With these eight features in place, Cortez turns his attention toward the mind-body debate in contemporary philosophy. Cortez suggests that Barth’s eight Christological criteria for theological anthropology might help to evaluate contemporary proposals about the mind’s relation to the body. In chapter five he evaluates several physicalist options about human constitution. He concludes that for Barth, given his eight criteria, reductive physicalism is off the table. However, non-reductive physicalisms may have some promise if they can account for mental causation, consciousness, and the continuity of personal identity through death and resurrection. In chapter six Cortez turns to several dualist accounts of human constitution. He concludes, that a strong Cartesian dualism is a non-starter for Barth. However, some forms of what Cortez calls Holistic Dualism, might be promising if they can account for mental causation, personal embodiment, and the utter dependence of the soul on God for its existence.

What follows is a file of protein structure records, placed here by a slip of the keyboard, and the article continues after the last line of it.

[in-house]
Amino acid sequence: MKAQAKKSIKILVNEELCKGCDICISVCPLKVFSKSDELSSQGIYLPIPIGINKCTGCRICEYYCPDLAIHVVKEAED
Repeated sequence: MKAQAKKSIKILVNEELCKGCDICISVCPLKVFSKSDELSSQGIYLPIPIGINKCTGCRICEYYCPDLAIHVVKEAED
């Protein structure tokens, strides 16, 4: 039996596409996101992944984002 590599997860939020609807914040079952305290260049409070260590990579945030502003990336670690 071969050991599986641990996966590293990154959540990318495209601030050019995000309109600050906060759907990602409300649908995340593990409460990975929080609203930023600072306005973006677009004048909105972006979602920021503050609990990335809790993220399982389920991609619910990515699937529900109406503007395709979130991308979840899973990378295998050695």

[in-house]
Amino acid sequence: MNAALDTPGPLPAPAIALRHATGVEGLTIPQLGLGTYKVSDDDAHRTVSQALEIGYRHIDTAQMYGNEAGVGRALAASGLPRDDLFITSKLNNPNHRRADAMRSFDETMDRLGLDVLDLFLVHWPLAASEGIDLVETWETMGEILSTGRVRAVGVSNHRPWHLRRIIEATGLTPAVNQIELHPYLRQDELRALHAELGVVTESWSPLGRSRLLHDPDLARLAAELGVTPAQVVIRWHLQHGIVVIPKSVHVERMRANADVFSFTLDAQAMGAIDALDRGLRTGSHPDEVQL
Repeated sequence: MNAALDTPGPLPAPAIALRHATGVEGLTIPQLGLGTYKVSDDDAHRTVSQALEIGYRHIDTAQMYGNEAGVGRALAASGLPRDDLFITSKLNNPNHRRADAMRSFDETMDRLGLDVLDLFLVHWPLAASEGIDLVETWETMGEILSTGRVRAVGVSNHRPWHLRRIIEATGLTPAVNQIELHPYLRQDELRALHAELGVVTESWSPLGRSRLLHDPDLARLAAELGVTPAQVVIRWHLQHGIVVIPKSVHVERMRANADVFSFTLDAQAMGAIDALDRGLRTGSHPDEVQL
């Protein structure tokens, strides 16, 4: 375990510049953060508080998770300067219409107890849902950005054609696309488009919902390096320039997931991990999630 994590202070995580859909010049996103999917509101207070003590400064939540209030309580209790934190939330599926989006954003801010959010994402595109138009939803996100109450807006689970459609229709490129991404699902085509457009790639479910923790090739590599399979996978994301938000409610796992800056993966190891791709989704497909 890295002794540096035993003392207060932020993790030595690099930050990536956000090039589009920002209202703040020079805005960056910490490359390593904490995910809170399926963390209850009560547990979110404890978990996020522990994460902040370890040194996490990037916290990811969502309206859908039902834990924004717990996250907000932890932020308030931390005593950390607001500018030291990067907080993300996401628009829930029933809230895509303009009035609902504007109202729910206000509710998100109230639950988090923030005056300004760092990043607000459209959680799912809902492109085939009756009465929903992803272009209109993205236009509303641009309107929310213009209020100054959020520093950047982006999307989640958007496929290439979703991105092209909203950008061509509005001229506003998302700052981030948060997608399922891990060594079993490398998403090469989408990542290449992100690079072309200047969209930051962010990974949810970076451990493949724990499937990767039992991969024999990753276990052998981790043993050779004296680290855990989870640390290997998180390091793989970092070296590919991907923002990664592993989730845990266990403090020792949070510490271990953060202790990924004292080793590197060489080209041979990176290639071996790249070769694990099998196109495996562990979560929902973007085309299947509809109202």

Cortez’s evaluation of recent proposals regarding the mind-body relationship are quite helpful for several reasons. First, chapters five and six provide excellent summaries of various physicalisms and dualisms. These chapters help those not at home in these debates get a grasp on the issues being discussed. Second, and more importantly, Cortez makes a convincing case that given the eight minimalist Christological criteria some forms of physicalism or dualism might be legitimate options for Christians. This is something that people on both sides of the mind-body debate need to hear. In recent years I have encountered numerous theologians who claim that any form of dualism is sub-Christian because it doesn’t take seriously our embodiment. This might be true of some dualisms, but Cortez shows that this is not necessarily true of all dualisms. For example, emergent dualism gives a very robust role to the body; after all the mind “emerges” from a properly organized physical system, i.e. the body. Perhaps these theologians are simply unaware of the variety of dualist options and hastily assume that any talk of “dualism” must mean a form of strong Cartesian dualism.